By Jacob Stockinger
The Opera Guy filed this review, with photos by Michael R. Anderson, for The Ear:
By Larry Wells
It was a completely satisfying theatrical experience of a complexly organized musical work.
The libretto is based on Henry James’ serial novella of the same name. Whereas the James work is an ambiguous, psychological tale, Britten’s opera is an eerie ghost story laden with suggestions of psychosexual mischief.
Musically the opera is based on a 12-tone theme with each of its scenes preceded by a variation of the theme. There are further structural complexities in this highly organized work, but the music is very accessible and was admirably performed by 13 musicians ably led by conductor Kyle Knox. Particular praise goes to the percussionist Garrett Mendlow.
The beautiful, minimalistic set and stunning lighting enhanced the creepiness of the tale.
As for the singing, the cast tackled the complex vocal lines with aplomb, and there were several exceptional performances.
Particular praise goes to Anna Polum for her outstanding portrayal of the ghostly Miss Jessell. She sang beautifully and acted convincingly. (Below, from left, are Katie Anderson as the Governess and Anna Polum as Miss Jessell.)
Likewise Emily Vandenberg as Flora was realistic in the role of a young girl. I have seen performances of this opera that were brought down by unconvincing portrayals of this difficult child role, but Vandenberg acted naturally and sang beautifully.
The other child role, Miles, was capably performed by Simon Johnson, a middle school student. Cayla Rosché adeptly performed Mrs. Grose, the enigmatic housekeeper. (Below are Amitabha Shatdal as Miles, Cayla Rosché as Mrs. Grose and Elisheva Pront as Flora.)
The two major roles are The Governess and the spectral Peter Quint. Erin Bryan was convincing as the increasingly confused and hysteric governess, and she played off Rosché’s Mrs. Grose to great effect. At one point I was thinking that these were two extremely flighty women. (Below, from left, are Cayla Rosché as Mrs. Grose; Elisheva Pront as Flora; Katie Anderson as the Governess; and Amitabha Shatdal as Miles.)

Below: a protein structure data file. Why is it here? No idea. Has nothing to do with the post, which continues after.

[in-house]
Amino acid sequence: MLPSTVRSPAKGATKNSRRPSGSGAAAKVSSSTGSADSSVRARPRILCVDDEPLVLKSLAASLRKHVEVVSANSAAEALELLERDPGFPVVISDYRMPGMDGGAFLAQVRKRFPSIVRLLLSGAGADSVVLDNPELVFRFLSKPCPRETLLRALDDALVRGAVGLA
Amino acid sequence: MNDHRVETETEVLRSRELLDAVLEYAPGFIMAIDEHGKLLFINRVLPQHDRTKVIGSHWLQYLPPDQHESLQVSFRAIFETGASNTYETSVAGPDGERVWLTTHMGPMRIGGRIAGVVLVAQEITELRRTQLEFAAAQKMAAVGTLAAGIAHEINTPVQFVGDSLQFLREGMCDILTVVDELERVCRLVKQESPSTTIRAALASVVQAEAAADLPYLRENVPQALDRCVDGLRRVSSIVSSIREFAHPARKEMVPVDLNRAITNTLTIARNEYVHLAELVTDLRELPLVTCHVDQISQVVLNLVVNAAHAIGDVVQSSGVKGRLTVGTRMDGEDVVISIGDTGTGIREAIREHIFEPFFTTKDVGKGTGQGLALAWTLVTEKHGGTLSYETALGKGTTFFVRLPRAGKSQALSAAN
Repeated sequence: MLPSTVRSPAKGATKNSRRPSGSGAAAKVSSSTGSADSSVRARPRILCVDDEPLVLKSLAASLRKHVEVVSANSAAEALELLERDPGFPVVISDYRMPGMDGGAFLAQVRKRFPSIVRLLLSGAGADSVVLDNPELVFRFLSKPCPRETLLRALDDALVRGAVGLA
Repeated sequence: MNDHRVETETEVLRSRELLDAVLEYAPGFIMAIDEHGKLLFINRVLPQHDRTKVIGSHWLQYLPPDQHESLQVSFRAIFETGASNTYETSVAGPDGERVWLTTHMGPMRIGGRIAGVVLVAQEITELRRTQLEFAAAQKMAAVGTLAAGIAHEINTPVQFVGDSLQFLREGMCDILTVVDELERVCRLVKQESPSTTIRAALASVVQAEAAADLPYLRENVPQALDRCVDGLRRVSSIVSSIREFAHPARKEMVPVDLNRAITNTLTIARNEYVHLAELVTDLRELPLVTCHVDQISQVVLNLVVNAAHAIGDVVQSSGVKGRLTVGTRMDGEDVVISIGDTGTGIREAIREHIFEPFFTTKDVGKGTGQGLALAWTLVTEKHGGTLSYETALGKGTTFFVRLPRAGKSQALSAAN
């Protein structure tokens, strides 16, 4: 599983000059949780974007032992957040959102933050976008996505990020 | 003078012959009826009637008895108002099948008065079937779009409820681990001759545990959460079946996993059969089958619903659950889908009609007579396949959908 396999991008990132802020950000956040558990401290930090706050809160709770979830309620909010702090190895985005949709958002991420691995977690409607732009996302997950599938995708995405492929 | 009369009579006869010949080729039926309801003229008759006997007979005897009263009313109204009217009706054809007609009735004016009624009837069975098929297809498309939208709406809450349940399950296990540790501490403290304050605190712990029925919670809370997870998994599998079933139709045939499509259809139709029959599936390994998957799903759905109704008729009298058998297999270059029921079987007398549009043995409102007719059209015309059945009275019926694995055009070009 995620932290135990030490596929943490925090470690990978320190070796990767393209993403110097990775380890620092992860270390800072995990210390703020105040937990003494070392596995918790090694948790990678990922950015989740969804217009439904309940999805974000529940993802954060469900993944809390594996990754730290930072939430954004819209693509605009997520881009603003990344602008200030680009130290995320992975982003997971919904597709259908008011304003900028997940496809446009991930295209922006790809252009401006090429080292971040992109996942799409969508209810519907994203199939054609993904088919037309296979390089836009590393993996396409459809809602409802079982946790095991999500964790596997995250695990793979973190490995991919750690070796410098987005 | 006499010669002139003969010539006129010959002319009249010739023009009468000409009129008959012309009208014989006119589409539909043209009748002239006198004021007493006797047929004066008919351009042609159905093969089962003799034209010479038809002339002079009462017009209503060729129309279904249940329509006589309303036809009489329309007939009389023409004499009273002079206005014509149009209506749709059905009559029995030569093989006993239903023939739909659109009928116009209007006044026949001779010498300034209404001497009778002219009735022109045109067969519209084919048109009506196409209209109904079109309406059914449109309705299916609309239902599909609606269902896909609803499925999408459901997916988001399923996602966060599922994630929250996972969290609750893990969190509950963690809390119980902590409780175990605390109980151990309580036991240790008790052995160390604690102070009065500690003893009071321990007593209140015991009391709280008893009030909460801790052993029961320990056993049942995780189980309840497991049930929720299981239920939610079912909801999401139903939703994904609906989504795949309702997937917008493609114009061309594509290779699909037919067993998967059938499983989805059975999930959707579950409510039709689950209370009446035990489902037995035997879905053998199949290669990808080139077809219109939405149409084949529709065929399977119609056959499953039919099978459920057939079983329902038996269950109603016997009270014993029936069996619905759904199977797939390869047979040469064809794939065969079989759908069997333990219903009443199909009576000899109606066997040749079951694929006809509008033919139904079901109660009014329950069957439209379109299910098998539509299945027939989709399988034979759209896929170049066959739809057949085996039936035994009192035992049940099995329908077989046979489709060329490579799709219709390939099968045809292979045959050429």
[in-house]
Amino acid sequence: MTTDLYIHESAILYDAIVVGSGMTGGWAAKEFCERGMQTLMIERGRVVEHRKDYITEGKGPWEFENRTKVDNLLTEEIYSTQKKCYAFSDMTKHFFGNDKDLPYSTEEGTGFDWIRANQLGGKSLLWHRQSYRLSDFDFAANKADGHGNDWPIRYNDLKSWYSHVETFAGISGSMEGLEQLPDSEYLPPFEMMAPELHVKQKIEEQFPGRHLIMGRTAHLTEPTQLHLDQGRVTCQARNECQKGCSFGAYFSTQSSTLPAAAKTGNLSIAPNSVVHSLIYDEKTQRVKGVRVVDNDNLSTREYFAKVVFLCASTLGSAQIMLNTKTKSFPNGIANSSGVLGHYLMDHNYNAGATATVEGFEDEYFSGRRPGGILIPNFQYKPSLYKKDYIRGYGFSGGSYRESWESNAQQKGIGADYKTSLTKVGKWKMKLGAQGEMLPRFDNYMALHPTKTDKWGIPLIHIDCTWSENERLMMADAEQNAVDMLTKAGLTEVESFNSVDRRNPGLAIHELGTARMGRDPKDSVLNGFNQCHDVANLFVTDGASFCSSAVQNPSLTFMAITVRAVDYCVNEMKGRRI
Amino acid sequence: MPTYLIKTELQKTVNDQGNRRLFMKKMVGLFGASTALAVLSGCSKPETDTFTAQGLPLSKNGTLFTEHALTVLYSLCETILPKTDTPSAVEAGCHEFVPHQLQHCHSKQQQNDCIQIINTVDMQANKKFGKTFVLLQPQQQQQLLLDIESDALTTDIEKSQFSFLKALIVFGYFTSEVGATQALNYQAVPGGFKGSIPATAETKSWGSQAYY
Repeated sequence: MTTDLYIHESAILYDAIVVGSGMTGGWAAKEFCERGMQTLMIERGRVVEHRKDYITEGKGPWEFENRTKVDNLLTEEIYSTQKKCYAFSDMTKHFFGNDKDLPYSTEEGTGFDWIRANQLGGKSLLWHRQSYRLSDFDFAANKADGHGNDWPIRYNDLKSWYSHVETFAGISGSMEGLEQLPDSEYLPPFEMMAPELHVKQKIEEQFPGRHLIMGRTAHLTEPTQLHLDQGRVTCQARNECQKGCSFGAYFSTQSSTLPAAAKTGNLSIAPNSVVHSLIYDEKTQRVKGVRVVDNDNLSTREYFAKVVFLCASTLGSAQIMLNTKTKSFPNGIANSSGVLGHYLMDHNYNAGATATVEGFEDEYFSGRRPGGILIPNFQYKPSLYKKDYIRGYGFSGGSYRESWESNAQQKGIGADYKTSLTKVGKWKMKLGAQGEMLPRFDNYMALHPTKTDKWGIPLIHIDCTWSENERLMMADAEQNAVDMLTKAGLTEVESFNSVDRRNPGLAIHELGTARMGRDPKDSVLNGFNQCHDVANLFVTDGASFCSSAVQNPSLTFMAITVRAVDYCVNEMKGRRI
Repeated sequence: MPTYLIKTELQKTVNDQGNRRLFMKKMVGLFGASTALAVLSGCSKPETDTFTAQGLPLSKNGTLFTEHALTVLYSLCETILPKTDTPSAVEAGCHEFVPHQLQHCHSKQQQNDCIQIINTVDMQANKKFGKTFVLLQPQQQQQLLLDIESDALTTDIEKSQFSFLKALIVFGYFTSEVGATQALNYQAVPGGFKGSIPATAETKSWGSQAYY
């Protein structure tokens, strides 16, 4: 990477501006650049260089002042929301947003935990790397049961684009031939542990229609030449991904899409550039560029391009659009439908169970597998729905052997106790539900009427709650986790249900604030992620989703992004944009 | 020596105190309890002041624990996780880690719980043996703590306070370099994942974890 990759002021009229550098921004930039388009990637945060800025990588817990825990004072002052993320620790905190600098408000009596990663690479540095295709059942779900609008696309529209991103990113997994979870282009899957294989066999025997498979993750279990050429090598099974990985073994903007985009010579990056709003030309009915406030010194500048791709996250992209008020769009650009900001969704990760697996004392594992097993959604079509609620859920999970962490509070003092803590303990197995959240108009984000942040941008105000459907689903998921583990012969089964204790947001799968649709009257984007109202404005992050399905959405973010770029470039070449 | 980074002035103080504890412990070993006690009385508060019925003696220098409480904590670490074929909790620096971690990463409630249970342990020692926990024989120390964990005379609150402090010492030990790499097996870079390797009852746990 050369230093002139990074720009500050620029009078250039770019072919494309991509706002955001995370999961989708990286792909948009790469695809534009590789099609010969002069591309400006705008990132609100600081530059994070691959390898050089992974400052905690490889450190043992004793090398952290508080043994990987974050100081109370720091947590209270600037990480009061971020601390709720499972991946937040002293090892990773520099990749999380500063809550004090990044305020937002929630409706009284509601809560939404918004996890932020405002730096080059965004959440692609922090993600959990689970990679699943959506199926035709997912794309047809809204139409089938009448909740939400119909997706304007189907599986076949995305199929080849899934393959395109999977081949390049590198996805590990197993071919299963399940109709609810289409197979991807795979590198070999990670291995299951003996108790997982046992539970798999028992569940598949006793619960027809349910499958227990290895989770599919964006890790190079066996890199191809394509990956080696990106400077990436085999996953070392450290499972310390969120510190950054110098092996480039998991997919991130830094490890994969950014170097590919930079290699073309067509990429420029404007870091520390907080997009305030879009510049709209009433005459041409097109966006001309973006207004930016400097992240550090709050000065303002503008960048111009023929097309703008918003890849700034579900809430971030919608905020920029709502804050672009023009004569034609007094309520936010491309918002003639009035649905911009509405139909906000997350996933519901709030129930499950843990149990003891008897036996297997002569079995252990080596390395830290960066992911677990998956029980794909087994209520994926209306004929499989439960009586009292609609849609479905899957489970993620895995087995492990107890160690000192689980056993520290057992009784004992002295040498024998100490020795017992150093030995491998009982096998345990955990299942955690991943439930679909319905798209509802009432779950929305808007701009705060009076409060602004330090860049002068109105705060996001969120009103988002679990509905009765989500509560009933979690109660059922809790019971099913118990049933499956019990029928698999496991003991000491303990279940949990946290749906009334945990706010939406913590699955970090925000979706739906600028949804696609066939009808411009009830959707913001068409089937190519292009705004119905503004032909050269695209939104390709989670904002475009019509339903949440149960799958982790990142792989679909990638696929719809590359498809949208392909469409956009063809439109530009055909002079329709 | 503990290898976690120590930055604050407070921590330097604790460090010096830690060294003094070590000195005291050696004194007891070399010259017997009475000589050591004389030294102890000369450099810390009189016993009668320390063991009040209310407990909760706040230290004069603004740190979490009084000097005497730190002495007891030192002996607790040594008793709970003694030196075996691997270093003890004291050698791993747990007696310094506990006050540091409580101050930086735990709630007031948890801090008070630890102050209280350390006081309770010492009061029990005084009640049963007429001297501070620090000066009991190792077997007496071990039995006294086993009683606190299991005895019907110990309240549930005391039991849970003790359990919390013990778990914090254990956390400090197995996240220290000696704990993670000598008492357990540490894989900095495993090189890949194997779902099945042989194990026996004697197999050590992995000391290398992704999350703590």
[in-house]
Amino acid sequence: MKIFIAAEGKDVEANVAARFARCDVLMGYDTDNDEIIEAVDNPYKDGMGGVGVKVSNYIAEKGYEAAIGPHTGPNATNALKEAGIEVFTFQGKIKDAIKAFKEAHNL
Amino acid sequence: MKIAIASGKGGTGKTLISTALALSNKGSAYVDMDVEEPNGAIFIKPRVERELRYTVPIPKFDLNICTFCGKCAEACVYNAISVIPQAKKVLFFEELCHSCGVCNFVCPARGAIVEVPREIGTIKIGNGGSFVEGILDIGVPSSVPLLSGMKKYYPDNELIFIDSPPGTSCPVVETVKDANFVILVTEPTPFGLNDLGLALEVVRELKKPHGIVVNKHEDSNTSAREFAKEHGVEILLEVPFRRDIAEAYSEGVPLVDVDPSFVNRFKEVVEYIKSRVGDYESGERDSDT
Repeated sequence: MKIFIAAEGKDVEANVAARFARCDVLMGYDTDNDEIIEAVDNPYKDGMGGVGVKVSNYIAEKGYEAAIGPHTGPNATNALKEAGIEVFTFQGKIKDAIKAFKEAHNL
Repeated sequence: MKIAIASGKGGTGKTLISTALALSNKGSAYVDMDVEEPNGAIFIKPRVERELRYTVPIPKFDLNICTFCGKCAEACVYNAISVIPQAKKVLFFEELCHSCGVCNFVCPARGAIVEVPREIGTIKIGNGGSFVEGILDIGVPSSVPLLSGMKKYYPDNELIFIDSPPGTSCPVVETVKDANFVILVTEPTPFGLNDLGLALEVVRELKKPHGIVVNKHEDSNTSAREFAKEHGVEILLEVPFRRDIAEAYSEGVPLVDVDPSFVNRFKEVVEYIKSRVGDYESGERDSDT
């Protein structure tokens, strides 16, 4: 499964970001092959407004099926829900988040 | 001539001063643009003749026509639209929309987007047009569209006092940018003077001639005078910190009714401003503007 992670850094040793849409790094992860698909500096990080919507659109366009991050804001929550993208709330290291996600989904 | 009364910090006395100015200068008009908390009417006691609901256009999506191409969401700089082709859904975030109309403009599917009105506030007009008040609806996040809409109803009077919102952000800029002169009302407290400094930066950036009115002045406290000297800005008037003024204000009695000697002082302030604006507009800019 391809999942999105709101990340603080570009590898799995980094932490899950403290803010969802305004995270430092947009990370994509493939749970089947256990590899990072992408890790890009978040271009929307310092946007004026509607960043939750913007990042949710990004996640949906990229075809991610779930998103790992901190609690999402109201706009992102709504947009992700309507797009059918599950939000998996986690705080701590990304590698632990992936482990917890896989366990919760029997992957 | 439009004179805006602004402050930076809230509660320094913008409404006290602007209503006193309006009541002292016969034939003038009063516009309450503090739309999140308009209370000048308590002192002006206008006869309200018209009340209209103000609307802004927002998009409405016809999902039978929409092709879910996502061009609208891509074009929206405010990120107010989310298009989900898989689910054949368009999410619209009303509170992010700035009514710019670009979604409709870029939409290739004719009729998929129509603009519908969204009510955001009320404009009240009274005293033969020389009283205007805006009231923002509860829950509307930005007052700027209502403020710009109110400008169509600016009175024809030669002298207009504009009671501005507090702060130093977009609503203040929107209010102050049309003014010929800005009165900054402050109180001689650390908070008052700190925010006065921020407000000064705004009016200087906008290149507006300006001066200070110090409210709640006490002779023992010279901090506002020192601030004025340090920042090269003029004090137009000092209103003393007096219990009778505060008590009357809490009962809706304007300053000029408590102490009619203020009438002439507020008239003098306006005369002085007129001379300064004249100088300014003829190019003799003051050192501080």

Alec Brown (below) as Quint had the unenviable task of following in the footsteps of singers like Peter Pears who made Quint an evil, threatening, nasty fellow. Brown’s Quint came off as slightly laid back, and his perfectly fine tenor voice was just not a Britten voice in the style of Pears, Philip Langridge or Ian Bostridge.
I had a couple of minor problems with the evening. First, I did not understand why the doors to Music Hall didn’t open until 7:20 for a 7:30 performance, which then actually started at 7:45. And, I was disappointed that the piano, which is a major contributor to the music’s sonority, was swapped for an electronic keyboard.
Yet I left feeling once again that Britten was a true musical genius of the 20th century and that I was eager to go to the 3 p.m. performance this afternoon to experience it all over again.
“The Turn of the Screw” will also be performed one last time on Tuesday at 7:30 p.m.
For more information about the opera, including how to buy tickets — admission is $25 with $20 for seniors and $10 for students, go to:
By Jacob Stockinger